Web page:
Posted 5 months ago Less than a minute to read
“Sometimes the most productive thing you can do is relax” Mark Black.
There is a long-standing joke between my best friend and I about how I am unable to relax. Prior to weekends and holidays he regularly says to me “have a great time and on no account relax”. I am a doer. I always have been. My parents are the same and interestingly so are Sean’s parents. I find it difficult to sit still, to do nothing. I need to be in action, in motion. There must be a psychological term for it. I believe life is for living and you only get one chance. I want to fill it with as many experiences as possible. Sean and the boys have their own opinions on my behaviour as I am the best and the worst person to go on holiday with!
There has been plenty to fill our week at home. Rory spends a large chunk of his days on the couch, venturing outside for fresh air and sunshine in the Hippocampe. We are keeping him isolated from people. He really enjoys the connection with the students and staff during the daily zoom call with Te Ahinatia, the learning centre at Inglewood High. Over the past couple of days Rory has had quite a lot of bleeding from his nose so we are at the Children’s Ward this morning for a blood test. Rory is neutropenic. His platelets are 27 and I am waiting to hear whether he will need a transfusion. Rory commented on the drive to New Plymouth that it feels like we have been home for a month and that as each day passes Starship fades away. It is hard to put into words how therapeutic time at home is. It was wonderful to turn over a page on the calendar this morning for the 1st of May. We hope chemotherapy will be completed by the end of June. It finally feels we are on the last leg of what has been a long and challenging journey. I had a clinic appointment via telephone with Dr Yvonne on Tuesday. Dr Yvonne is Rory’s primary Paediatrician at Taranaki Base Hospital and is an Endocrinologist (specialises in hormones). We organised for some additional blood tests this week and for Rory’s next testosterone dose (given 3 monthly). We also started to build the support structure for rehabilitation for Rory post-chemotherapy.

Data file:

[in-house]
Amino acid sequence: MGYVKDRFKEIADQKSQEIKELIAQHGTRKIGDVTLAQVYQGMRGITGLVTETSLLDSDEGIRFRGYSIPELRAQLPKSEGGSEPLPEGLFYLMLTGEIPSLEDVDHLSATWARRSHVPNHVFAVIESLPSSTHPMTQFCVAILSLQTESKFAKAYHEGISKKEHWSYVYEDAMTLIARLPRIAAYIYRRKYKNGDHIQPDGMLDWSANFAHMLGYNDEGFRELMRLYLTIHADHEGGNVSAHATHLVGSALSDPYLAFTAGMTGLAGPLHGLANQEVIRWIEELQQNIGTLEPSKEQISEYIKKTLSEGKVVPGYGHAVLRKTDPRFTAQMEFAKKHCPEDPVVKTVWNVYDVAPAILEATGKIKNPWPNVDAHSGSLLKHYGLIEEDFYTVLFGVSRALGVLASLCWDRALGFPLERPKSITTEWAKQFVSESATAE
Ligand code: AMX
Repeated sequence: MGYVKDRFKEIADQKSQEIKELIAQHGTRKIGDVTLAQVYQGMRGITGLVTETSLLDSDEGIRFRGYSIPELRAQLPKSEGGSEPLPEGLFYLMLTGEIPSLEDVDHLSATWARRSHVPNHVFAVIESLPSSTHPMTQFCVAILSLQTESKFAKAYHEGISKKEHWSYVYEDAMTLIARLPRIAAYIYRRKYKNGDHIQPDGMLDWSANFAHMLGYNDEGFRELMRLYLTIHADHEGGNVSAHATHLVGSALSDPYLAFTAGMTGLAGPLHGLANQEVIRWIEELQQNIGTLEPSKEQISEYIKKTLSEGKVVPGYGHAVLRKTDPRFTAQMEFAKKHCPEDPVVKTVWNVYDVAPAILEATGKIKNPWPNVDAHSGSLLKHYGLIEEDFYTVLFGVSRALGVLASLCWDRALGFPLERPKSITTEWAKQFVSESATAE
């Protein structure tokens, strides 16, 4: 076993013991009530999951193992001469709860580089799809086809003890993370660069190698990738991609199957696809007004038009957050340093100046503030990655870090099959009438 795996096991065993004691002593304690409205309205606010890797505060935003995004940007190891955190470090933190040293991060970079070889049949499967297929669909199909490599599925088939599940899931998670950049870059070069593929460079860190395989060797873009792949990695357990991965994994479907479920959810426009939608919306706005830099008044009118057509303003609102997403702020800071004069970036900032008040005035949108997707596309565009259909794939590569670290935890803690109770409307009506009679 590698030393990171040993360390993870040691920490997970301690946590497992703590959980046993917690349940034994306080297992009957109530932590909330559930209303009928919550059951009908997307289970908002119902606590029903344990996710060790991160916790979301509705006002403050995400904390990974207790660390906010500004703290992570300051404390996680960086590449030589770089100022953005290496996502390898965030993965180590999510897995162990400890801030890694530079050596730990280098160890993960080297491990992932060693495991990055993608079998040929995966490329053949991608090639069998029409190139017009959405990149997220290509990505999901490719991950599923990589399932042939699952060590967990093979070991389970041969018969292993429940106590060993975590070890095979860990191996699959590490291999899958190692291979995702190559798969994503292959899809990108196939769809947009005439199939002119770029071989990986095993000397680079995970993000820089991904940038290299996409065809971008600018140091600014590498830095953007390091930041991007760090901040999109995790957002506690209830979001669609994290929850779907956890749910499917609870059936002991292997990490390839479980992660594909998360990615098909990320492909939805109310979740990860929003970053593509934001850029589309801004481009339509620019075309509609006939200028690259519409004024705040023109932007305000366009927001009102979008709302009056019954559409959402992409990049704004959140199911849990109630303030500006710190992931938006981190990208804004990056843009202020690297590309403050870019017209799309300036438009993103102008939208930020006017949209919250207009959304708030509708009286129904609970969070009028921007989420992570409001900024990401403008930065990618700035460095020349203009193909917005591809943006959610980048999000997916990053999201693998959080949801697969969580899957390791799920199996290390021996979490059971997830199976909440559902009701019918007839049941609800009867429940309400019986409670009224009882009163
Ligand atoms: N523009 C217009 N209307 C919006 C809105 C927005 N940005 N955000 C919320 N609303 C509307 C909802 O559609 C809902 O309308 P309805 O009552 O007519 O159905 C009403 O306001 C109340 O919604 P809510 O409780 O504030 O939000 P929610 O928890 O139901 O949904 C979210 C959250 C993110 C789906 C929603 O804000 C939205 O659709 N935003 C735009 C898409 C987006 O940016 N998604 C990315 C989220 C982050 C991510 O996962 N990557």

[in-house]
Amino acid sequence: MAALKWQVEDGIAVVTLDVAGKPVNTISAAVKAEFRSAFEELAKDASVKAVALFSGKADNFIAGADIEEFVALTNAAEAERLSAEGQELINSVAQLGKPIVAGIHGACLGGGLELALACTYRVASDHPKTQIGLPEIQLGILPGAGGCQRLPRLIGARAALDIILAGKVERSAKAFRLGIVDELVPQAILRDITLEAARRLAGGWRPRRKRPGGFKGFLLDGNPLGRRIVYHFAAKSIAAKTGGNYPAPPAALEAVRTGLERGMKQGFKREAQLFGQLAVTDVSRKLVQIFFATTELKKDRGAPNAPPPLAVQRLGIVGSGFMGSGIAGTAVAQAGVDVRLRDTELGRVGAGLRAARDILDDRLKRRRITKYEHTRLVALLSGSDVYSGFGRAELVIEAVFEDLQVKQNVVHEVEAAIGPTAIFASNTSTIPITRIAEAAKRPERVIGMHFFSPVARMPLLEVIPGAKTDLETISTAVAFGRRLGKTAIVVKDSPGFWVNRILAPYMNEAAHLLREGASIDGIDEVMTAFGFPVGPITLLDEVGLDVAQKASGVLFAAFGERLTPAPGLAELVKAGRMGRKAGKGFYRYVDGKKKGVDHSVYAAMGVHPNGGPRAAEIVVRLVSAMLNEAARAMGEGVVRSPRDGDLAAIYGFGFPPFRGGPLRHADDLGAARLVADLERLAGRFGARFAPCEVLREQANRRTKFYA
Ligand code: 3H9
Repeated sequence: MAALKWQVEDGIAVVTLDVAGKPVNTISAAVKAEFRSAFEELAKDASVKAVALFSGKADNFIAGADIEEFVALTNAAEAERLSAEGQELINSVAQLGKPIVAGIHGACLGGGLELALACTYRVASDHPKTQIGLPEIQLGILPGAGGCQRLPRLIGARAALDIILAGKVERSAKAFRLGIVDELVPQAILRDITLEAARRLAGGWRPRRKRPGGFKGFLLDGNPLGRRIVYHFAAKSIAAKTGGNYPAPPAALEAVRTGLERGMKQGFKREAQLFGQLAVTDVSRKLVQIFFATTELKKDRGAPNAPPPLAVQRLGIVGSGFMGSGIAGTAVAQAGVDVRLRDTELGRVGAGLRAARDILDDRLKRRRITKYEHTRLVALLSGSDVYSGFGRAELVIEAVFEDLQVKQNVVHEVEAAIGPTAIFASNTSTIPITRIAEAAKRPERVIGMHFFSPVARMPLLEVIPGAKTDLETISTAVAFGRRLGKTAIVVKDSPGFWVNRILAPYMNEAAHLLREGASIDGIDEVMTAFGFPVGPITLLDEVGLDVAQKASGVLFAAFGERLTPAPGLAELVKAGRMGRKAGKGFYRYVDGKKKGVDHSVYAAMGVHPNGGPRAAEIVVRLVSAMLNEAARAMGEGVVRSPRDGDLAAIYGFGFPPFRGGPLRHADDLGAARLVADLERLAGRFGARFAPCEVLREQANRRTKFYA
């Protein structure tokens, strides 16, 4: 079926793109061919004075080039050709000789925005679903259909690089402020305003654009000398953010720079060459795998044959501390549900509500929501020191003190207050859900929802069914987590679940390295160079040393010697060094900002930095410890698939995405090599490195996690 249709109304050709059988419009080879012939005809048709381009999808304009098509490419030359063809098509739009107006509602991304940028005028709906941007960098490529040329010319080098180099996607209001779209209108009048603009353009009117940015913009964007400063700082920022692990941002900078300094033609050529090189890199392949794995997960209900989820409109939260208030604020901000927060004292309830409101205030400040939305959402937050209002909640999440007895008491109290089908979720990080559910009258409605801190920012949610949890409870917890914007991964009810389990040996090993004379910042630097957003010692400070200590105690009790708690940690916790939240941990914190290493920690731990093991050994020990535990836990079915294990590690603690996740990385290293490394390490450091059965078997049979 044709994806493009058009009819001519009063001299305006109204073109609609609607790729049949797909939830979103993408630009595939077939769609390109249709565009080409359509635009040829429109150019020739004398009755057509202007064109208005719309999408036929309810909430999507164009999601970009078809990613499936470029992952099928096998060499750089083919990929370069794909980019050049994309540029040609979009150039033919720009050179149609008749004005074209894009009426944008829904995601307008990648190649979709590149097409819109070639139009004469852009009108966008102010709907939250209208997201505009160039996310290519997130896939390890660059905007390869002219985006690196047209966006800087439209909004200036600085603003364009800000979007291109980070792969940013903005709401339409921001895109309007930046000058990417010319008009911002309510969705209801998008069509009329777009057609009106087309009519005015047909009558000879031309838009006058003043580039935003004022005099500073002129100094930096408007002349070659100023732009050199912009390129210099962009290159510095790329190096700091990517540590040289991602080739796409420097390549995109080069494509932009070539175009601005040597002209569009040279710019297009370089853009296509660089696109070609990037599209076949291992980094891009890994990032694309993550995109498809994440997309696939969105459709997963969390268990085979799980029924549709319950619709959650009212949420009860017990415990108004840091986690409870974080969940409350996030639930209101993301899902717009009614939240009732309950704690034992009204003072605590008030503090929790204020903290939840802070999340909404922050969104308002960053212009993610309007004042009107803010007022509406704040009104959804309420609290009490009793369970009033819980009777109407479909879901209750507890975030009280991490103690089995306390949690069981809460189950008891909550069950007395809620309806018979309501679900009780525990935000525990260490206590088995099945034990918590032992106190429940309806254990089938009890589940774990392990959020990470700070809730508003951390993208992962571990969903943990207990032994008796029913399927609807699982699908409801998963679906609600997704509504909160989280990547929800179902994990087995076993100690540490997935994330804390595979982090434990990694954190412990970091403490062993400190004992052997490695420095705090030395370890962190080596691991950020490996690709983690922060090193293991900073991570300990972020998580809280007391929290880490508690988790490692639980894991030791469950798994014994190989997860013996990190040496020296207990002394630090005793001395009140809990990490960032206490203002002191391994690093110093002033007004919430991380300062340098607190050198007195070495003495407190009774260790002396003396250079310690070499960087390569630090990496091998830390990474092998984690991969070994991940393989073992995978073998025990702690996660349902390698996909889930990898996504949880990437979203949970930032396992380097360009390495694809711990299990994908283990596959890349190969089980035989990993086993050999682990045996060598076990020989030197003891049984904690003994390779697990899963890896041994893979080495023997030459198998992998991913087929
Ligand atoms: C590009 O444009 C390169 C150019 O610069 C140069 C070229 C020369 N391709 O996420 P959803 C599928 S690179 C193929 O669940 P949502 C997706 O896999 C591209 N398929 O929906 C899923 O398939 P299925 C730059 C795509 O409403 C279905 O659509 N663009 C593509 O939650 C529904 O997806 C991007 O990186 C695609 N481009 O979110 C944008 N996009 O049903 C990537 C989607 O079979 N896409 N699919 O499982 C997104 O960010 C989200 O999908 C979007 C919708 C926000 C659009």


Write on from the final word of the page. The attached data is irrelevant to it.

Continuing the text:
As Colt is still home under Level 3, and Term 2 has started, I have made a concerted effort to ensure he has a learning opportunity every day. The topics for the day float to the surface on their own; a study on yeast after we baked Cinnamon scrolls, digging up a mountain of potatoes as we prepared the vegetable gardens, trimming the flax and weaving fish with the leaves, building a platform for Rory’s new ramp with Poppa Honnor when he came over for lunch with Nana. Each day we research, read, write and draw. On top of everything else I have become teacher!
Thank you to Uncle Matt and Auntie Vanessa for the eggs, sausages and mince. It was lovely to see you.